Friday, January 15, 2010
Newbury Street landmark closes after forty-six years
Art lovers in the Boston area are well acquainted with the Nielsen Gallery at 179 Newbury Street in the Back Bay. For those of us on a day trip into Boston, the gallery, located between Dartmouth and Exeter Streets, has often been at the top of our list of places to go. Now after 46 years in the business, from 1963 until the summer of 2009, Nina Nielsen and her partner and husband John Baker have closed down their gallery.
In a recent interview with the Mosquito, Nielsen, a long-time Carlisle resident, had this to say: “We really are on a sabbatical. We closed down the physical space because we wanted to take a year to decide how to pursue our commitment to art in a new way. I do not believe in retirement and our passion for art will continue throughout our lives.” She added, “The downturn in the economy played a small role in our decision, but it was the time in our lives to move on.”
The primary commitment of Nielsen Gallery was to exhibit and support contemporary artists whose personal visions resisted categorization, including the estates of Porfirio DiDonna, Gregory Gillespie, Harvey Quaytman and Christopher Wilmarth.
In the Boston Globe’s December 30 edition, the gallery was cited for one of the best exhibitions of 2009. This show, “At the Center/In the Eye,” featured the works of three late artists: Martin Ramirez, Porfirio DiDonna and Forrest Bess. Also in 2009, the gallery was recognized by AICA, the international art critics association, with a second place in “Best Show in a Commercial Gallery, Nationally” for its exhibit “Jay DeFeo: Applaud the Black Fact.” Other major exhibitions over the years have included the works of Jackson Pollock, Arthur Dove and Marsden Hartley.
Born into a family with a love of art, Gallery Director Nielsen was born in the Bronx, New York. Her family had immigrated to the United States from Germany in 1936. “My family of art collectors, artists and musicians went back several generations,” said Nielsen. “I grew up with art all around. It was a natural thing [to pursue a career in art], just like someone growing up with baseball,” mused Nielsen. In 1960-61 Nielsen spent her junior year abroad, studying art history in Vienna, the experience she credits with introducing her to contemporary art. Upon graduating the next year from Bucknell College, she decided to come to Boston. “‘To follow my bliss’ as Joseph Campbell would say,” said Nielsen. “I realized that art was the medium through which I could pursue meaning in my life,” she added.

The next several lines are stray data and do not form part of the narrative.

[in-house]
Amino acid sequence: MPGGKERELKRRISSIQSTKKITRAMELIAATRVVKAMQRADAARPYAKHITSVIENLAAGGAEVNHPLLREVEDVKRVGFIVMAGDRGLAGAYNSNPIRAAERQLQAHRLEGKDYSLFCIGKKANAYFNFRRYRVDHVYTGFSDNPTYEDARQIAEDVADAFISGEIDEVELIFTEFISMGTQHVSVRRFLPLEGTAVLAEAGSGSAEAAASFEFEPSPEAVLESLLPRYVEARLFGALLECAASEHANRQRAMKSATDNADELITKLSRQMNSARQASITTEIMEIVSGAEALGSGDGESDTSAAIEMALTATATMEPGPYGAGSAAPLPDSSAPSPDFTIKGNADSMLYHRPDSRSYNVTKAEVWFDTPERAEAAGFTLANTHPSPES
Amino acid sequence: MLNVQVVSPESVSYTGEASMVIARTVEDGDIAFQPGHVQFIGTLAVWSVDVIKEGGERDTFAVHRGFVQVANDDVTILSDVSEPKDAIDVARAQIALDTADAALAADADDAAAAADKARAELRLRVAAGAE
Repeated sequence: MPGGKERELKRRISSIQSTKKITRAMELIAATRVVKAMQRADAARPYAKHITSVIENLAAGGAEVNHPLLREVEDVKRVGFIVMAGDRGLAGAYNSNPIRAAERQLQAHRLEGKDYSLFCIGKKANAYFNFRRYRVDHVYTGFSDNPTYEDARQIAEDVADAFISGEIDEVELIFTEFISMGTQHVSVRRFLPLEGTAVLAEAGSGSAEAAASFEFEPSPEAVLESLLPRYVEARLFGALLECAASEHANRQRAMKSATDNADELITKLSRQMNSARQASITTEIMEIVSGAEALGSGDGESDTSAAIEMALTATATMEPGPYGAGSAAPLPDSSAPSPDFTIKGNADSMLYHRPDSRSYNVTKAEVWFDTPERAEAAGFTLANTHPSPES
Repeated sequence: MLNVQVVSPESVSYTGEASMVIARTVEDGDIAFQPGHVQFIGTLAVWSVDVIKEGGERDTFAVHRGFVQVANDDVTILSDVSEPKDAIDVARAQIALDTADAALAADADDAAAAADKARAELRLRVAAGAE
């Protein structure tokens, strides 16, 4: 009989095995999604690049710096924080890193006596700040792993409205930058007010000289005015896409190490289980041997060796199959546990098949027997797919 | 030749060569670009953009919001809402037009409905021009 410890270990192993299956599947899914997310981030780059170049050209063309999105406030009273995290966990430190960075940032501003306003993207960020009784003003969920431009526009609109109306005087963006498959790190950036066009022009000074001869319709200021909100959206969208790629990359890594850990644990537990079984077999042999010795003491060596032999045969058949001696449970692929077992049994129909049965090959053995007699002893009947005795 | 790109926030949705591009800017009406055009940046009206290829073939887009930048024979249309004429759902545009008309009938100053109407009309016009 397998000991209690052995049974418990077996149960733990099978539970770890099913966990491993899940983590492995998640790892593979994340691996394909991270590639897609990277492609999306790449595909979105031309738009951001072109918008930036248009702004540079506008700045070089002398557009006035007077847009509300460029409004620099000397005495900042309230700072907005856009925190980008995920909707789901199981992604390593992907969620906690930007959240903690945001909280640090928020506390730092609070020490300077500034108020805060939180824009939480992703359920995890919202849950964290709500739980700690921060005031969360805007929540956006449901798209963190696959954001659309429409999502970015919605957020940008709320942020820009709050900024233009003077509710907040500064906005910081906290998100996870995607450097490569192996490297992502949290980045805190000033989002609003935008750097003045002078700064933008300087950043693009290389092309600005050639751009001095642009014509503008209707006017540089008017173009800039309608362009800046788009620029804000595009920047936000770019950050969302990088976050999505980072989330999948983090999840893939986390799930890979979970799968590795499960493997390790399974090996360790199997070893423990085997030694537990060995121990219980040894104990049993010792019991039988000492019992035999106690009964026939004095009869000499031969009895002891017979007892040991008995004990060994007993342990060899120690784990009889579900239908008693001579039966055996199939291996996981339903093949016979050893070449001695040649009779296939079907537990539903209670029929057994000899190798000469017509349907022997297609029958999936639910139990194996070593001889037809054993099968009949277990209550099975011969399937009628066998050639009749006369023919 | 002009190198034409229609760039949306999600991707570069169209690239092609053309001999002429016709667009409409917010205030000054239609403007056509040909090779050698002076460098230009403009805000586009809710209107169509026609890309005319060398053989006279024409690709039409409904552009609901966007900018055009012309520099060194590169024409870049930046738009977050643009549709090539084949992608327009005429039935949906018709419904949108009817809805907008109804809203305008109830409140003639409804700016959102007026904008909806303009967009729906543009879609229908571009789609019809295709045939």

In Boston she apprenticed in picture- framing at the Boris Mirski Gallery and worked for six months at the Rose Art Museum at Brandeis University. She started her own frame shop on Newbury Street and in 1963, after paintings were hung on the walls, it became the Nielsen Gallery. As she explained, “Newbury Street was much more laid back at that time. There were always galleries between Dartmouth and Exeter Streets, but that was the only fancy part of the street.” Nielsen also remembered that just around the corner from the gallery was the Exeter Movie Theater, a favorite of Boston movie-goers back then.
“I started out showing prints and drawings of 20th Century artists, French and German: Matisse, Picasso, Braque, Nolde, Klimt,” said Nielsen. “By 1973, I knew people at the Carpenter Center at Harvard who introduced me to more contemporary artists….This is when I became interested in exhibiting and representing artists of my own generation,” said Nielsen. “It was a challenge. Nobody was able to tell me what was good or bad. It didn’t depend on an artist’s reputation, only what was communicated to me in a meaningful way. I picked contemporary artists from the Boston area because that is where we were located. But some of our artists came from other places, like New York City,” she explained.
In 1989, John Baker, who has always been interested in art and knew many of the artists whose works were shown at the gallery, joined Nielsen as a partner. She attributes the variety and strength of the exhibitions since that time to her partnership with Baker.
Artist shares gallery experience
Carlisle residents might remember artist Laurel Hughes whose paintings of chickens were on display at the Gleason Public Library in 2001. Her latest work, “Grace on Water,” was on display at Nielsen Gallery in February and March of 2009. Here is what she had to say about her experience at the gallery – “I am thankful for my time with Nina and John as an artist in their gallery. For 12 years, the exhibitions I shared with them fostered a unique opportunity to unite solitude with solidarity. Quiet leads to activity and then to greater silence; and as I am drawn to the creativity that springs from these quiet moments, being with the Nielsen Gallery allowed me the time and the means to do so, both as a person and a painter. That’s a great gift for a young artist to receive.”
After 46 years, the Nielsen Gallery will be missed but it is time for Nina and John to see where else their love of art will take them. Their website (www.nielsengallery.com) is still active and they are still engaged with many of their artists. For now, they have the time to go cross-country skiing in the Estabrook Woods and not feel guilty about planning another trip to Italy for a visit with Nina’s daughter Enole and granddaughter Josephine. ∆
© 2010 The Carlisle Mosquito